A news story in my inbox the other day reminded me that I still hadn’t blogged on the El Guincho record, the one I’ve been alluding to on playlist blogs for a while now. I say “a while”, though in truth I was heinously late hitching up to this particular bandwagon, since most go-getting bloggers were onto “Alegranza” sometime last year, when it was first released in Spain.
Anyway, better late than never. That news story, by the way, announced that El Guincho – or Pablo Diaz-Reixa, as he’s known at home in the Canary Islands – will be supporting Vampire Weekend on their sold-out UK tour. It’s a mighty apposite coupling, since Diaz-Reixa also makes great pop music which is informed – but not, critically, predicated upon – world music.
Given El Guincho’s hipster ubiquity these past few months, and his occasional habit of chucking Spanish folk music into the exuberant, danceable melée, it’s tempting to label this stuff as Hoxton Macarena, particularly on the fantastic shunt’n’loop of the opening “Palmito Park”. But as most critics have noted ad nauseam, the closest analog to “Alegranza” can be found in the various work of Animal Collective, particularly Panda Bear’s “Person Pitch”.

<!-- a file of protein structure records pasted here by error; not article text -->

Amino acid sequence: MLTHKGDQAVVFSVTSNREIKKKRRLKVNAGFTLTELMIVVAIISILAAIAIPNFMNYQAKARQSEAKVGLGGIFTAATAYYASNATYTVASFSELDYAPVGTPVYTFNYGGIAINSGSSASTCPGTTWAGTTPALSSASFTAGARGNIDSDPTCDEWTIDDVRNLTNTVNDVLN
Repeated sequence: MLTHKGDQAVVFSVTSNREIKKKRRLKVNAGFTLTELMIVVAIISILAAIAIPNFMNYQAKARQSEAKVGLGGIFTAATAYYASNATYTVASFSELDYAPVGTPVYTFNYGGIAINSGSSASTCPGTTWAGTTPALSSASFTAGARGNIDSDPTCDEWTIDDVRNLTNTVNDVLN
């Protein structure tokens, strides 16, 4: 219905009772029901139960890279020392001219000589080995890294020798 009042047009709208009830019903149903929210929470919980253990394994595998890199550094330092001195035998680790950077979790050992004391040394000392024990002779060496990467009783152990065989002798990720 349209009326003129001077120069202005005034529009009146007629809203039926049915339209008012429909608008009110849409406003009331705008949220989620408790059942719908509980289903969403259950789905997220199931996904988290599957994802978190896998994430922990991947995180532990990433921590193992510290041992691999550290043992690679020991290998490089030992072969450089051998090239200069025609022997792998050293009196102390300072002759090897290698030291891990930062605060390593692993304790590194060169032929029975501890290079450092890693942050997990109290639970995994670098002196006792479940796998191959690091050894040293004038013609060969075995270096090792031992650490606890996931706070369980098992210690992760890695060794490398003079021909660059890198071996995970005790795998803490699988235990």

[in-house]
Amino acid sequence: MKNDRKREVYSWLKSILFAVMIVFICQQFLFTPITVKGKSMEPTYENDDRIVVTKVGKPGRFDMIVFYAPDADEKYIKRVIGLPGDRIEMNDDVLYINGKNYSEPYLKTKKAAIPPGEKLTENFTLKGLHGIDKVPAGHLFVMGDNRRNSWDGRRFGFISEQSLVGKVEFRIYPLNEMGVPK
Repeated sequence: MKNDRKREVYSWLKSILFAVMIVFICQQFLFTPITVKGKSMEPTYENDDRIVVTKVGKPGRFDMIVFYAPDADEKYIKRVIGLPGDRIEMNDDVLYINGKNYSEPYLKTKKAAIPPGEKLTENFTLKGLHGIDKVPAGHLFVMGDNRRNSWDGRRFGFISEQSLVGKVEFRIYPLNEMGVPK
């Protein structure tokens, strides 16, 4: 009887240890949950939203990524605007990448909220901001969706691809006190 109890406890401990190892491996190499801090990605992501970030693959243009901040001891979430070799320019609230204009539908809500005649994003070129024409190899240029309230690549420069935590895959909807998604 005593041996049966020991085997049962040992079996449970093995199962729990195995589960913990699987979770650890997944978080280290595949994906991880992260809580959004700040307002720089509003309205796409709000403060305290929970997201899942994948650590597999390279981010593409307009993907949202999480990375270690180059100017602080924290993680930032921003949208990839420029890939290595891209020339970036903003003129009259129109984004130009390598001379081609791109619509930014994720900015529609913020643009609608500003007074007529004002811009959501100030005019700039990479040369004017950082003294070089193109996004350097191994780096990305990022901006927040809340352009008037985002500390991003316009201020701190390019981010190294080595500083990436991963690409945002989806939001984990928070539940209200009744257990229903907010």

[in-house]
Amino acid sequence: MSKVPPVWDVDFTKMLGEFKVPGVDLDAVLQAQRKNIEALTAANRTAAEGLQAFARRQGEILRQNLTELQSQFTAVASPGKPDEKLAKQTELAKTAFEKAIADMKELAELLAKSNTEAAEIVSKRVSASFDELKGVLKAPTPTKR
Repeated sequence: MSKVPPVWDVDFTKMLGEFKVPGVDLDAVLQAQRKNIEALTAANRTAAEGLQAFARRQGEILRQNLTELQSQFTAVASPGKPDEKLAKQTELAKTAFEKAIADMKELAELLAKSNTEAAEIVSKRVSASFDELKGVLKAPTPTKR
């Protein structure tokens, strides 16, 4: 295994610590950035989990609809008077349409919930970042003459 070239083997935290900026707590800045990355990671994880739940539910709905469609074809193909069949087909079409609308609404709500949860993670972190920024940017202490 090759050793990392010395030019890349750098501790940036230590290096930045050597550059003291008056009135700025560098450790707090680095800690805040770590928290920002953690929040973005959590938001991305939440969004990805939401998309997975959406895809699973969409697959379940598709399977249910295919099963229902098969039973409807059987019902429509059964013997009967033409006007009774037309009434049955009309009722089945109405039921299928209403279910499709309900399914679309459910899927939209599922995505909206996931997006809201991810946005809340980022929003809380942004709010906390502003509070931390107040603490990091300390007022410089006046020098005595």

The similarity comes not from source material – there’s no overt Brian Wilson fetish here – but from a cumulative, ghostly, ecstatic repetition, as Diaz-Reixa loops his variegated samples to oblivion, creates chants and delirious rituals out of layer after layer of loops. He works with a planetload of raw sounds, but like the Gang Gang Dance album I wrote about a few weeks ago, there’s a clear intention to point out a kind of overarching, hypnotic groove that unites disparate sounds and cultures.
Unlike Gang Gang Dance, however, El Guincho doesn’t seem overly-anxious to hammer home this as a quasi-mystical imperative. Rather, he seems more intent in providing a rampant carnival soundtrack for any occasion. This is music programmed for abandon, that takes in a very Brazilian sense of massed percussive oomph (see “Kalise”, for example), stinging Hi-Life guitars (“Antillas”), rattling Afrofunk breaks (“Costa Paraiso”), steel drums (“Fata Morgana”), brutally edited opera singers, possibly (“Polca Mazurca”) and chant after chant of uncertain provenance.
For all his eclectic sources, though, it’s Diaz-Reixa’s doggedly targeted vision, his unforgiving habit of locking each idea into a churning cyclical pattern until the music becomes disorienting, that’s most impressive about “Alegranza”. Like, again, those Animal Collective records, there’s something pleasantly destabilising about this music; a swishing, light-headed kind of joy that verges on seasickness. I know that doesn’t sound terribly appealing, but have a listen to the whole album at his Myspace: hopefully you’ll see what I mean.